When she returned to the States, Lee still didn’t know what she wanted to do with her life, but she was smart enough to realize that she should make contacts in as many fields as possible. “After a job opened up on Vreeland’s staff at Harper’s, Lee had no trouble snagging it,” recalled Anna DeWitt, a friend of hers from those early Manhattan days. “Suddenly, Lee was all about fashion,” said DeWitt. “Now this was her latest passion, but this time she really committed herself to it. It was actually a good fit. She had style, she understood design, she was current with all the trends, and she had a critical eye.”
Laura Pyzel Clark, one of Diana Vreeland’s fashion editors at that time, said, “Lee was a little bit, not fey, but a fantasy girl. Her fantasy life wasn’t evident in anything she said, though. It was just her air, the way she moved, the way she dressed. She had a little extra something from the other girls, what the French call cachet, all kinds of lovely ideas about life and how it should be. Quality was important to her. Lee loved quality things—handmade shoes, beautiful fabrics. If she could only have one chair in her home, that chair would have to be the best and have the best fabric on it.”
Of course, since Harper’s was at the very heart of the fashion world, working for Diana Vreeland was a dream-come-true job for Lee. “Anyone who had any contact with Diana caught something special,” added Laura Pyzel Clark. “In the morning she would sweep off the elevator and the whole floor would change. Diana gave off an electric charge. There was a mood you would catch, She would sweep into the office looking absolutely fantastic. She smelled wonderful—the scent that she wore trailed after her—and then she would go and sit in this marvelous office of hers with its wonderful photographs of, say, some socialite or model wearing a fabulous necklace, and she would start calling us in one at a time. We all got such a charge out of this.”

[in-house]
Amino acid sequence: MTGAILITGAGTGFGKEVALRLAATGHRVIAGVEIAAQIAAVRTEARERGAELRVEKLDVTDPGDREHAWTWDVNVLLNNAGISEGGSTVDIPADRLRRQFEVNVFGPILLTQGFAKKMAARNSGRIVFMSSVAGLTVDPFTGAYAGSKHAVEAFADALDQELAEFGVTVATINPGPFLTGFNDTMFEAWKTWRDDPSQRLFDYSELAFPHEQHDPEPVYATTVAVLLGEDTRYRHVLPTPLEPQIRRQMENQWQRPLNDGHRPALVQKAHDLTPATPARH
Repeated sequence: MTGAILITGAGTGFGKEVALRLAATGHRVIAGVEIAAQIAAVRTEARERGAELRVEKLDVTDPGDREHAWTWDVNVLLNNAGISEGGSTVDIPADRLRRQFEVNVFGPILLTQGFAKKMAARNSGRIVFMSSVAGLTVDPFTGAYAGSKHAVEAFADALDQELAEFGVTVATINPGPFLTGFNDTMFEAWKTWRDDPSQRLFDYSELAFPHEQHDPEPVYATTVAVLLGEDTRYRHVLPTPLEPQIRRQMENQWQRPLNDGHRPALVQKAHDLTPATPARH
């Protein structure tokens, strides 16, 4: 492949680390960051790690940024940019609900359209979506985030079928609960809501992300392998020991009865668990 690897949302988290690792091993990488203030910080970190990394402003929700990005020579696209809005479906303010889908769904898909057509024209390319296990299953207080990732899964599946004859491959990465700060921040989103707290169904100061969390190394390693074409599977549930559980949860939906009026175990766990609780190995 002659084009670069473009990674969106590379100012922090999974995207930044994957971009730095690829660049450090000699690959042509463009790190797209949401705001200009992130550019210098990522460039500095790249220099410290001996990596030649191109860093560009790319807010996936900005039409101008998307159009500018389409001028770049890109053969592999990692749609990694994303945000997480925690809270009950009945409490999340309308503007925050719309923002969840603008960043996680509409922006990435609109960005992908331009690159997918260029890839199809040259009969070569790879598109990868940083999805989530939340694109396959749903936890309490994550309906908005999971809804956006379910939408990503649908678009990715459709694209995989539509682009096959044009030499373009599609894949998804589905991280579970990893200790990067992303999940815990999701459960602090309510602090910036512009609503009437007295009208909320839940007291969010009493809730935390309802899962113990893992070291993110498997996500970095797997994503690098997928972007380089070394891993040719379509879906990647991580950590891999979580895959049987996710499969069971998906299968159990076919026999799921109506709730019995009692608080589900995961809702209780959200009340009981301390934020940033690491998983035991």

“Diana Vreeland was a mad, fashion genius,” Lee would later recall. “I idolized her. I loved her style, the way she walked and talked. In some ways, I patterned myself after her. She was finished, if you know what I mean. And, of course, she was creative and daring. I wanted to walk into a room and feel just the way I imagined she felt, with all eyes on her.”
Like her daughter, Janet also admired Diana. Therefore, after Lee had introduced Janet to everyone else in the office, she excitedly took her to meet her boss. Unfortunately, Vreeland was brusque and unfriendly; maybe she was having a bad day. While she complimented Janet on her rearing of Lee, allowing that she was “charming,” she seemed patronizing and definitely had no time to chat. “Walk with me,” she commanded. As Lee, Janet, and Deena kept a steady pace with her, Diana barked instructions while her two employees took rapid notes on legal pads. “No time for lollygagging,” she concluded as she dashed off without so much as even shaking Janet’s hand. “Get to work, ladies!” A red-faced Lee covered for her boss by reminding Janet that she was a busy woman. As far as Janet was concerned, though, a tight schedule was no excuse for bad manners; she instantly changed her opinion of Diana Vreeland.